The Saudi economy is forecast to shrink by 1.2 percent in 2009, despite a stronger market for oil and expanded government investment, Riyadh-based Samba Bank said .
The recovery of oil prices to above 60 dollars a barrel and a forecast 24 percent hike in government spending is not enough to offset a sharp slowdown in private sector activity, the bank said in its mid-year report on the economy of the world’s leading oil exporter.
“Public sector investment has been vigorous in both the oil and non-oil sectors; private investment, in contrast, remains weak, hemmed in by extremely tight credit conditions and poor export prospects,” Samba said.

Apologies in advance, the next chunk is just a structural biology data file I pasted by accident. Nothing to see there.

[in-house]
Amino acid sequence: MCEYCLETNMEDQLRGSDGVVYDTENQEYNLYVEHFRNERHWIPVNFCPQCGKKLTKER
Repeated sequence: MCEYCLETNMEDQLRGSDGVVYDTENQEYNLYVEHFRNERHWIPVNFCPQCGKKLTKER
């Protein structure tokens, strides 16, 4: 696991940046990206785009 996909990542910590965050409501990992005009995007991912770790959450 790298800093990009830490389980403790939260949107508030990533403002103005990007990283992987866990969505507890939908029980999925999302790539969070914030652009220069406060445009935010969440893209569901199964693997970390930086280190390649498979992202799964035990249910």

It forecast GDP would contract by 1.2 percent after 4.5 percent growth last year. Growth would resume in 2010 hitting 4.4 percent, the bank predicted.
It pointed to a continuing weakness in markets for petrochemicals and refined products, the country’s leading exports after oil and natural gas, with prices for polyethylene still at half the highs of mid-2008, for example.
Multi-billion-dollar refinery and petrochemical projects expected to carry economic growth have been delayed, Samba said, including the Jubail refinery planned by Saudi state oil giant Aramco and France’s Total, and the expansion of the Ras Tanura petrochemicals complex of Aramco and Dow Chemical of the United States.
“Banks’ perception of deteriorating export prospects appear to have played a part in the squeezing of credit flow to such projects,” Samba said.
Samba also pointed to a large oversupply in the commercial property market and slow investment in the government’s heavily promoted new economic cities, including the ambitious King Abdullah Economic City north of Jeddah on the Red Sea coast.